"I definitely identify as being a feminist artist. But I don't like to just box myself into being [someone with] a strict feminist message."
Stent is among the visual artists showing works at 2016's Sugar Mountain, a curated "Summit Of Music And Art" - the festival blurb summarising hers as "an immersive exhibition, combining the sensual, the surreal, the sexual and the strange". Stent has teamed up with her regular collaborators, Clare Longley and Honey Long. "We all actually have quite different artistic practices," Stent explains. "I'm a photographic artist, but then Clare's a painter and she also does collage, and Honey works with sculpture and performance art. Our challenge was trying to find a way of bringing all of our mediums together. What we've decided to do is we're creating a surrealist, fleshy internal space that explores an inward visceral experience." There's even a sound design component.
"What we've decided to do is we're creating a surrealist, fleshy internal space that explores an inward visceral experience."
Photography was Stent's childhood hobby. Originally from Sydney, she moved to Melbourne to undertake a Bachelor Of Art at Royal Melbourne Institute of Technology (RMIT). She's since developed a striking aesthetic. Stent juxtaposes female corporeality with natural landscapes and flora. Her Pink series reclaimed a colour associated with gender conditioning and feminine submissiveness. Yet her photography is intuitive. "A lot of people ask me, 'What is your message, what are you trying to say?,'" Stent says. "It's revealing a personal female experience in a contemporary setting, I guess... [But] I really do like leaving it open for interpretation a bit." That "personal" aspect is accentuated by the fact that Stent's subjects are friends and family members, which, the artist admitted to Vice, has led to accusations that she doesn't depict cultural diversity. Regardless, Stent, no directorial photographer, embraces others' creative input. "I also think working so closely with the same female artists enables me to feel comfortable and [to] create natural, playful images that show a relationship between the subject and the photographer."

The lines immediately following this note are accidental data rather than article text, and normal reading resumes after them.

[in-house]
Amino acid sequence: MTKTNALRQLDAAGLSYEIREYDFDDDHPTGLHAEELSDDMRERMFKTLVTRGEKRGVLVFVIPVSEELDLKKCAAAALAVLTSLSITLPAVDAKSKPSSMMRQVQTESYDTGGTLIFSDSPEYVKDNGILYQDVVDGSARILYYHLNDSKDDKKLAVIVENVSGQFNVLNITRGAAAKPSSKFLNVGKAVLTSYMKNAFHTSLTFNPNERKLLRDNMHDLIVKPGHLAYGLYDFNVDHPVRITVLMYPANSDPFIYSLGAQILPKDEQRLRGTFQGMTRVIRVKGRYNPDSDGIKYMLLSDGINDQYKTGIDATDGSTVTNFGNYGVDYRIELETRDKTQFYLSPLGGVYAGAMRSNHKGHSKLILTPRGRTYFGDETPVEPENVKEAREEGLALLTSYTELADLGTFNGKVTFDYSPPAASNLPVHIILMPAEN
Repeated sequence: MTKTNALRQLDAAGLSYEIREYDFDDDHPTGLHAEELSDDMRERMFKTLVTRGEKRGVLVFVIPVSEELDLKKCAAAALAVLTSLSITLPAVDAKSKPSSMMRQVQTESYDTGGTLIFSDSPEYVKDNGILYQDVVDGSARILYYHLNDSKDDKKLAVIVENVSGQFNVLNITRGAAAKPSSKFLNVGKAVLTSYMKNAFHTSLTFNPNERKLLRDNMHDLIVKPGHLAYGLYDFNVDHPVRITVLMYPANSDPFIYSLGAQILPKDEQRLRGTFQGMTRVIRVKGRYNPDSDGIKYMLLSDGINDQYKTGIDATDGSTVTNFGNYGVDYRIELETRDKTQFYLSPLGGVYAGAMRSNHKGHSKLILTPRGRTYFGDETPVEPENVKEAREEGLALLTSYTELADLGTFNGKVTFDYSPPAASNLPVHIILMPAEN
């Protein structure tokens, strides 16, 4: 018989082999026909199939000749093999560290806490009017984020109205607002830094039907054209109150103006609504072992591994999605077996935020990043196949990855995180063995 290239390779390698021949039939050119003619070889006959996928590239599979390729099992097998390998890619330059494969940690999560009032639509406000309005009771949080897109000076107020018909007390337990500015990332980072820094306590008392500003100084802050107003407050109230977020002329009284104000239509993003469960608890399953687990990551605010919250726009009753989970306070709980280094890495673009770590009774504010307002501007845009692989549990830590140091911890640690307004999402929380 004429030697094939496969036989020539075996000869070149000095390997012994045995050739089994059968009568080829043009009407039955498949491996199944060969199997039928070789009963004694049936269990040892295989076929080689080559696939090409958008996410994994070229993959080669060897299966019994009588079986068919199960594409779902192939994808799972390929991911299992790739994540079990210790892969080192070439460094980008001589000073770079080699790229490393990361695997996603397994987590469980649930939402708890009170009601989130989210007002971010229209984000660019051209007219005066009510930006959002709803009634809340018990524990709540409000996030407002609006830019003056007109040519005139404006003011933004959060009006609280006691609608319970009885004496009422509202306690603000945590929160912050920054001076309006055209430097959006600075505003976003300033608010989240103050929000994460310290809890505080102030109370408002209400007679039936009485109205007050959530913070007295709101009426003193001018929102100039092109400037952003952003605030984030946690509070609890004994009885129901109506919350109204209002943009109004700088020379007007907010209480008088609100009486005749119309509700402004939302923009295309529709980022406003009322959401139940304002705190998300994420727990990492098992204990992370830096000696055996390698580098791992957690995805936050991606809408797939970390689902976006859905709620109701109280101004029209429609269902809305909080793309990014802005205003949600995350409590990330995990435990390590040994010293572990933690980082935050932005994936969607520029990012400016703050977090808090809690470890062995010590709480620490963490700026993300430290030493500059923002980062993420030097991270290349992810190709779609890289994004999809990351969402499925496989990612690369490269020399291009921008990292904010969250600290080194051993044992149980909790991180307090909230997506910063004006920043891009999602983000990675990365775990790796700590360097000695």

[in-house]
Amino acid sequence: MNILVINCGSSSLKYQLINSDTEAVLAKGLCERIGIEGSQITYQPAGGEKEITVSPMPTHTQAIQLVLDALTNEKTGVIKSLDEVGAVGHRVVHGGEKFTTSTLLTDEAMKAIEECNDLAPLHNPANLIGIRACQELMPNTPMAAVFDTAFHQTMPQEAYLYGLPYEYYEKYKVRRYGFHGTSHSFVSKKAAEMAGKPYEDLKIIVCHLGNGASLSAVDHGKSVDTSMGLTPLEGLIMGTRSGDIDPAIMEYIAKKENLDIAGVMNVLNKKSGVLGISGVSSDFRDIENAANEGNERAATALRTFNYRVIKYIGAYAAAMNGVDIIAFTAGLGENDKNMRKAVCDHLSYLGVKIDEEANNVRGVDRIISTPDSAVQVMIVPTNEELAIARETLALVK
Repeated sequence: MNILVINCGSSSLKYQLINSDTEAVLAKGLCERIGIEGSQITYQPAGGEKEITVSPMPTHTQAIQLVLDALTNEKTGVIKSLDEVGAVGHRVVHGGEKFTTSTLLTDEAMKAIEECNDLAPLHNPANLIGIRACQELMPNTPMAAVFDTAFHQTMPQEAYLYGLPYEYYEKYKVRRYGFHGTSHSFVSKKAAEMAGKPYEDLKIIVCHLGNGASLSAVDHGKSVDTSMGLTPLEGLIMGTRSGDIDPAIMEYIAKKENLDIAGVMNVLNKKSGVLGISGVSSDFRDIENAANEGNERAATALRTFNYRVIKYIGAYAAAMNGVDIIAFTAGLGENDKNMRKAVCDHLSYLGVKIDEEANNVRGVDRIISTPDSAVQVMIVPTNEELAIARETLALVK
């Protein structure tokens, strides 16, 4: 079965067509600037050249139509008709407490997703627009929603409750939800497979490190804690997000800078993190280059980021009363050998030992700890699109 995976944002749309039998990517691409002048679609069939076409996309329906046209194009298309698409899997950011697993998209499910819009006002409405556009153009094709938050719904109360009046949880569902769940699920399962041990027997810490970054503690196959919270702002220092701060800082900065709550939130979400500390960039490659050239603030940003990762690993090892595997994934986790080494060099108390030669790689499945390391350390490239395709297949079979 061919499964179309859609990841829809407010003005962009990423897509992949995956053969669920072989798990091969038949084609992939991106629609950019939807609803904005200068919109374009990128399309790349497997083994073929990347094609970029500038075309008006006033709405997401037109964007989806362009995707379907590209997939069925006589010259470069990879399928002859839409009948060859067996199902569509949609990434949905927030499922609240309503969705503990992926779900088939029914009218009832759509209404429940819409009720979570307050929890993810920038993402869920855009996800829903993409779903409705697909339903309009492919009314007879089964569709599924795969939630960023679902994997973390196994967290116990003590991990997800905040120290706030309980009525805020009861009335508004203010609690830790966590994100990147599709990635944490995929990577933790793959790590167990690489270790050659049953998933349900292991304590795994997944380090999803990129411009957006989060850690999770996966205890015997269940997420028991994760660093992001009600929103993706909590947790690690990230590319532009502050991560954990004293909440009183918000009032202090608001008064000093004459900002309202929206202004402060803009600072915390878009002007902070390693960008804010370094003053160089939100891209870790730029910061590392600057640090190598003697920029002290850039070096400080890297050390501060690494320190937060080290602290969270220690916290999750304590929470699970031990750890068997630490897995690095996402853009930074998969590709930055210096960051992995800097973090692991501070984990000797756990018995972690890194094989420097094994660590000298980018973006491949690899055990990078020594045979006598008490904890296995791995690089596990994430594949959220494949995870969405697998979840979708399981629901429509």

Don't miss a beat with our FREE daily newsletter
Stent's art is invariably classified as feminist, which can be reductive. "I definitely identify as being a feminist artist. But I don't like to just box myself into being [someone with] a strict feminist message. Of course, I'm celebrating the female form, and I wanna show the beauty, and even a visceral kind of beauty... It's something I'm trying to figure out."
Stent, who's had installations at Sydney's Secret Garden, welcomes the opportunity to exhibit at Sugar Mountain, reaching a different demographic than a gallery. And the artist, who has "a perverse curiosity", will observe patrons' reactions to her images, which can be simultaneously sublime and unsettling. "I find it fascinating to see the way that people do interpret my work. I would like a lot more truthful feedback because it's really hard to achieve that. It's challenging, but I find it interesting to see how people react or how they interpret my work... But I don't necessarily want it to just be a positive [experience] — you don't want it to be a negative experience, but you want it to be a challenging experience, perhaps. I find it interesting what is triggering about it and what people like or what people don't like. It's all a part of the experience."